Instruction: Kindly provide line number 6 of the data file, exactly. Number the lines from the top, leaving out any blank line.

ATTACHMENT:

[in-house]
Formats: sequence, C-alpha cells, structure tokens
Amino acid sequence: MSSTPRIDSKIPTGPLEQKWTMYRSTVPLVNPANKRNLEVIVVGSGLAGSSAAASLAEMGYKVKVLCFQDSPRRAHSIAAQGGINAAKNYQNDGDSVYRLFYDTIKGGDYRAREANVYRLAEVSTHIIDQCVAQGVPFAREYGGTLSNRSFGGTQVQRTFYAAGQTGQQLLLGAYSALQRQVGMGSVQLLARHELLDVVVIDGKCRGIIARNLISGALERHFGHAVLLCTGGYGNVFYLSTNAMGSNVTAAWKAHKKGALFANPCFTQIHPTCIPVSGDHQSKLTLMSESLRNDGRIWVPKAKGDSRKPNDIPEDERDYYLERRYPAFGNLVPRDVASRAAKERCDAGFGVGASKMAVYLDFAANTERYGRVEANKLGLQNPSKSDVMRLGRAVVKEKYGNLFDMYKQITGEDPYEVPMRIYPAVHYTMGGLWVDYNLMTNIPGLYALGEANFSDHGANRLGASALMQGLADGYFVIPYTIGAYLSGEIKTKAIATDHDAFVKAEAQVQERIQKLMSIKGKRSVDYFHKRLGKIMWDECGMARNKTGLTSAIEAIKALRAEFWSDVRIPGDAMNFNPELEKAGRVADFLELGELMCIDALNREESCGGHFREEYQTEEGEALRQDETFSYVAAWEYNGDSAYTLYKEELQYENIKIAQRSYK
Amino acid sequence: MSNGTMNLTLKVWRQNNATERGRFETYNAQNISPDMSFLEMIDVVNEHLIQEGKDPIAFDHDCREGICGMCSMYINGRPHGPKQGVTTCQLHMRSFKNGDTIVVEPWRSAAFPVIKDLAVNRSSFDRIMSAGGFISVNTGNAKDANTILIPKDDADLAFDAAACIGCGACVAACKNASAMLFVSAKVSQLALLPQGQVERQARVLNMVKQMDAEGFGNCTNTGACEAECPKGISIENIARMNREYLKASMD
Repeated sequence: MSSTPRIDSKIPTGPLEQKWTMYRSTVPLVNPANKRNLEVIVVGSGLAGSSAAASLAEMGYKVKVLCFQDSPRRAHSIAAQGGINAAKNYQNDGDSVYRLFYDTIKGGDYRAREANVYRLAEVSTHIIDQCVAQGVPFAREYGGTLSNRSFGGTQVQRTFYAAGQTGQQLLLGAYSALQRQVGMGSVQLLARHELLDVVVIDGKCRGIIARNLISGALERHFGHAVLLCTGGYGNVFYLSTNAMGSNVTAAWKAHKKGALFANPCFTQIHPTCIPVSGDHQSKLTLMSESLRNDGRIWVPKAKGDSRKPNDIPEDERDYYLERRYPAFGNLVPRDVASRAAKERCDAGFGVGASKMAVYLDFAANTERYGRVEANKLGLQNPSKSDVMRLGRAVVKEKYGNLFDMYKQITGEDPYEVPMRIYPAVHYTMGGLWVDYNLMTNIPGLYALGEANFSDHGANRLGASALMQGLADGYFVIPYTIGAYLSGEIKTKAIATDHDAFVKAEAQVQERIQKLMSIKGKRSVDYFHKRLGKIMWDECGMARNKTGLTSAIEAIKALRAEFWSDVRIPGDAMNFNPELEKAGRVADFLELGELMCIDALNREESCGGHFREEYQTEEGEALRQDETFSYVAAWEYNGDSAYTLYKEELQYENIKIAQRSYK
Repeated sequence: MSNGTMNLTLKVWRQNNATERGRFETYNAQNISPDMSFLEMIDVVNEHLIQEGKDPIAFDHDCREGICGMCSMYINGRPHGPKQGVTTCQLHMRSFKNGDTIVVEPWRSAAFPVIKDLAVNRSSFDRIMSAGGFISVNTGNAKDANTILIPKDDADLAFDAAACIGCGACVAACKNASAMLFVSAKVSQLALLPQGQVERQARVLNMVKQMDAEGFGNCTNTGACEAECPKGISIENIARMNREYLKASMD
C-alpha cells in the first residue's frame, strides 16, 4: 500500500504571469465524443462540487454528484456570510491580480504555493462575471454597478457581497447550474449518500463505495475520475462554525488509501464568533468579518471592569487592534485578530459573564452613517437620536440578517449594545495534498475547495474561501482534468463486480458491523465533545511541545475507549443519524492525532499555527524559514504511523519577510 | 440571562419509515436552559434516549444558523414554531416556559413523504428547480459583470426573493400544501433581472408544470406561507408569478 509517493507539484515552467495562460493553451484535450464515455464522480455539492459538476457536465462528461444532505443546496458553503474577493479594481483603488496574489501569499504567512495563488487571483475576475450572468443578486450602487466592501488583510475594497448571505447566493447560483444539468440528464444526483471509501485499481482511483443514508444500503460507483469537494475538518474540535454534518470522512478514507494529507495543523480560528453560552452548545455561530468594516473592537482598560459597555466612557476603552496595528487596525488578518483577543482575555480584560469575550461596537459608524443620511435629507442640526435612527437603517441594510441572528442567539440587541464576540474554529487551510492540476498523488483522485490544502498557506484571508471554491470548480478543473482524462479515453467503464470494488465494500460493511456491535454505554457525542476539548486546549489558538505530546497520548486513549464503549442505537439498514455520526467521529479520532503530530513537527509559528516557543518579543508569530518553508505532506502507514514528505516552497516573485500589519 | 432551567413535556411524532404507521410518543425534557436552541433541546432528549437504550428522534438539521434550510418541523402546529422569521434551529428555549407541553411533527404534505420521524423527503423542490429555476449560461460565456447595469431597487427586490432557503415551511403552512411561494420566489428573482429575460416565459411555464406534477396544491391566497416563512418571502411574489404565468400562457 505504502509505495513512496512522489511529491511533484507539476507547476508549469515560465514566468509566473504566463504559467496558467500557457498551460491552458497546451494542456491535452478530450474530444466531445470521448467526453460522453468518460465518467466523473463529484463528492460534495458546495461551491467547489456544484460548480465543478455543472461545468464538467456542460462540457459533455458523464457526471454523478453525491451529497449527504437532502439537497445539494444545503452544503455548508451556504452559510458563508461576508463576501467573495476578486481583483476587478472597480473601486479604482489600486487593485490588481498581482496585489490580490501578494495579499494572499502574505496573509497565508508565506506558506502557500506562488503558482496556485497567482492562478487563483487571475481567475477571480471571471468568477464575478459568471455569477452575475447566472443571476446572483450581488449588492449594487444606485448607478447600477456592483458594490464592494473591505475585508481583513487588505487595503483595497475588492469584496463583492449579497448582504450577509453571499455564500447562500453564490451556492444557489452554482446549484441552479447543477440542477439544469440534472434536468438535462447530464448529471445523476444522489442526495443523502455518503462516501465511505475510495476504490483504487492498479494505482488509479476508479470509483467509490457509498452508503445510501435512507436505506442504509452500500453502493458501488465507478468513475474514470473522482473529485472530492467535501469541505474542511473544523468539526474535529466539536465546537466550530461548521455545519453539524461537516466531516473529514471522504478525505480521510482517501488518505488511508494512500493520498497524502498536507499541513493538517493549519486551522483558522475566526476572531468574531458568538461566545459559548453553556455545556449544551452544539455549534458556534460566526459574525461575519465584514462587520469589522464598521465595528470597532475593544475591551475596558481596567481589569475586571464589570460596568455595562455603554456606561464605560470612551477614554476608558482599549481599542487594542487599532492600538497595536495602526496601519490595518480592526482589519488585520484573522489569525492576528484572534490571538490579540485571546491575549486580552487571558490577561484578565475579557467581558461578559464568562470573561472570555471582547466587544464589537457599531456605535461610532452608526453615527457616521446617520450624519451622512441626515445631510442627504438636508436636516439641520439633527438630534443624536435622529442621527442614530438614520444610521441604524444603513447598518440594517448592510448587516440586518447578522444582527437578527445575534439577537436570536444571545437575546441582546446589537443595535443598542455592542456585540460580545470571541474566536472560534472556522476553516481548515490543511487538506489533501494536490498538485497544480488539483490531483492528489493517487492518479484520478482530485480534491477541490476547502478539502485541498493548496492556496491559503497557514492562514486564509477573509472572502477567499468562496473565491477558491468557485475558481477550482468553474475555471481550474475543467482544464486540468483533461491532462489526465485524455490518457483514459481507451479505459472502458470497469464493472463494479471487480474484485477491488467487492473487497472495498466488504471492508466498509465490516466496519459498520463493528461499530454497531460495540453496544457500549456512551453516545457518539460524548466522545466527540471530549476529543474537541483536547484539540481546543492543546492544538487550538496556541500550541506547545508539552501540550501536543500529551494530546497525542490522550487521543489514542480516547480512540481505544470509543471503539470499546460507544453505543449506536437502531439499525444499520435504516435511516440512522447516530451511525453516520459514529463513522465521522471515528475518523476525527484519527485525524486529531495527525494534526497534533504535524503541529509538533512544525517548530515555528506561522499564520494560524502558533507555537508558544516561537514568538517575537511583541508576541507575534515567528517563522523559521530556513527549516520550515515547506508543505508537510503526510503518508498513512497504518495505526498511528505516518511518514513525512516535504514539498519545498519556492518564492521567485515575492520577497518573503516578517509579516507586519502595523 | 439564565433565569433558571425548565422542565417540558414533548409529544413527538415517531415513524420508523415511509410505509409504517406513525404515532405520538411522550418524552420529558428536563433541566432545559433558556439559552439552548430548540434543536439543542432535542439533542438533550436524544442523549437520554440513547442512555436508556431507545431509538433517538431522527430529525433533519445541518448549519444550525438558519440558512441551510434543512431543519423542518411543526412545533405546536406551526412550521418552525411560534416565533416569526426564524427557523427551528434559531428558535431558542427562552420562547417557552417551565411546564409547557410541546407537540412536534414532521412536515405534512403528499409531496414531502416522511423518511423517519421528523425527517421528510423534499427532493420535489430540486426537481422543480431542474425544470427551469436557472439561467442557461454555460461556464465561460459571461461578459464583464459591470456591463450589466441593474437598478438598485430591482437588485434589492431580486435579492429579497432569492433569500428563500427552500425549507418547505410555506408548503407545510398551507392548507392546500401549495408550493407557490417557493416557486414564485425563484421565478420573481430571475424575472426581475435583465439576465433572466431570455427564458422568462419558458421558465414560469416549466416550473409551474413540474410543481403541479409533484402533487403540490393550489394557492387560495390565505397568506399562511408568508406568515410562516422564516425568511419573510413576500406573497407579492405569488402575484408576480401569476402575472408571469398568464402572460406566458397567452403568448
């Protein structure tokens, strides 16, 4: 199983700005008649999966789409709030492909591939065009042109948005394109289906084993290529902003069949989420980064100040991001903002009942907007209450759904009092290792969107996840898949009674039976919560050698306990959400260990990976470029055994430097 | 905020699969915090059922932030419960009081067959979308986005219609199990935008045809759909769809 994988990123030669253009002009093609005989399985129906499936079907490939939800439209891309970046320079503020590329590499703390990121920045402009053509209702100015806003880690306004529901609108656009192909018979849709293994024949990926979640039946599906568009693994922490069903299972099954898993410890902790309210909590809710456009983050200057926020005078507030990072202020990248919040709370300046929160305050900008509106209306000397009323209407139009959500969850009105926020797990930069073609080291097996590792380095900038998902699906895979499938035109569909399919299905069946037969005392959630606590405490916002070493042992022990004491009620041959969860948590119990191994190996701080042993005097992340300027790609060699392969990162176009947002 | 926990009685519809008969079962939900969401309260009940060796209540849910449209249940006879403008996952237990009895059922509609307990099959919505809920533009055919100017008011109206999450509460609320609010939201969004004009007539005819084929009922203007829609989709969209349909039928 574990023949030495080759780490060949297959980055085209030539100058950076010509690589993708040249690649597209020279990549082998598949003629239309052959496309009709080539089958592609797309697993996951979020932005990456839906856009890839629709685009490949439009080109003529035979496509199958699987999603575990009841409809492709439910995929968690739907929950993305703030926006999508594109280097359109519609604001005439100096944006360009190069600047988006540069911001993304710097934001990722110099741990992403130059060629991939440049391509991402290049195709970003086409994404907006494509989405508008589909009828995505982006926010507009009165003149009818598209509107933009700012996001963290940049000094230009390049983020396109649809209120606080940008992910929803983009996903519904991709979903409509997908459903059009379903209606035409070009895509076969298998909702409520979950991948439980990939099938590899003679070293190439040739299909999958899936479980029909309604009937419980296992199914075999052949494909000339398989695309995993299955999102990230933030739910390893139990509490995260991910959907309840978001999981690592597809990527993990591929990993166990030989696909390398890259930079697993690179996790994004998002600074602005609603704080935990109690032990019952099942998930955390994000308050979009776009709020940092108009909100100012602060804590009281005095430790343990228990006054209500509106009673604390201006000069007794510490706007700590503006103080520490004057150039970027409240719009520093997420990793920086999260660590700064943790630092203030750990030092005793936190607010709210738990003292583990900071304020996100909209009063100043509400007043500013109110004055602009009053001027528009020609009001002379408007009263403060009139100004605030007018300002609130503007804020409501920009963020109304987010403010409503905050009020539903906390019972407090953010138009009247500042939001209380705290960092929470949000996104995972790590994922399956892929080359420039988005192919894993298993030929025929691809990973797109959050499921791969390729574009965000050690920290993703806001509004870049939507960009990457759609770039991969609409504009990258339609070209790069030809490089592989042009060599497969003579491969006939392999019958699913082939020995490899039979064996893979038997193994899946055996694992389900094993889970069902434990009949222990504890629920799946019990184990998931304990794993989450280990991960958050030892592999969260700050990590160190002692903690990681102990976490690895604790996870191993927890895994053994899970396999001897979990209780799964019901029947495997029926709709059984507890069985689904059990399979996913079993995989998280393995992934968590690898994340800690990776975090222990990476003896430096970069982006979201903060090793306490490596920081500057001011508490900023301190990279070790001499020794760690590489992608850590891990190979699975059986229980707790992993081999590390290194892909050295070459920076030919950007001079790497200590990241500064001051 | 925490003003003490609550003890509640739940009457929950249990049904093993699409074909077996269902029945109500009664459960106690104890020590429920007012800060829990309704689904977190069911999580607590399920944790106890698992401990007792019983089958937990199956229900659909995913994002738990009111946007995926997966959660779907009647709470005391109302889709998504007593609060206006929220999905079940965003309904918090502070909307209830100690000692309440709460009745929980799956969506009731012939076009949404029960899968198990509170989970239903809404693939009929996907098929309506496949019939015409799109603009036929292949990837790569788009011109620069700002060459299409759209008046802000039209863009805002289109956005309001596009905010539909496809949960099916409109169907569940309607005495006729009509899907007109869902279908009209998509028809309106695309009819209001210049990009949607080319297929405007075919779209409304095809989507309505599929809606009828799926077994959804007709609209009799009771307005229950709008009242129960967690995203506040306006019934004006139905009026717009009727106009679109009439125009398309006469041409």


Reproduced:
Repeated sequence: MSNGTMNLTLKVWRQNNATERGRFETYNAQNISPDMSFLEMIDVVNEHLIQEGKDPIAFDHDCREGICGMCSMYINGRPHGPKQGVTTCQLHMRSFKNGDTIVVEPWRSAAFPVIKDLAVNRSSFDRIMSAGGFISVNTGNAKDANTILIPKDDADLAFDAAACIGCGACVAACKNASAMLFVSAKVSQLALLPQGQVERQARVLNMVKQMDAEGFGNCTNTGACEAECPKGISIENIARMNREYLKASMD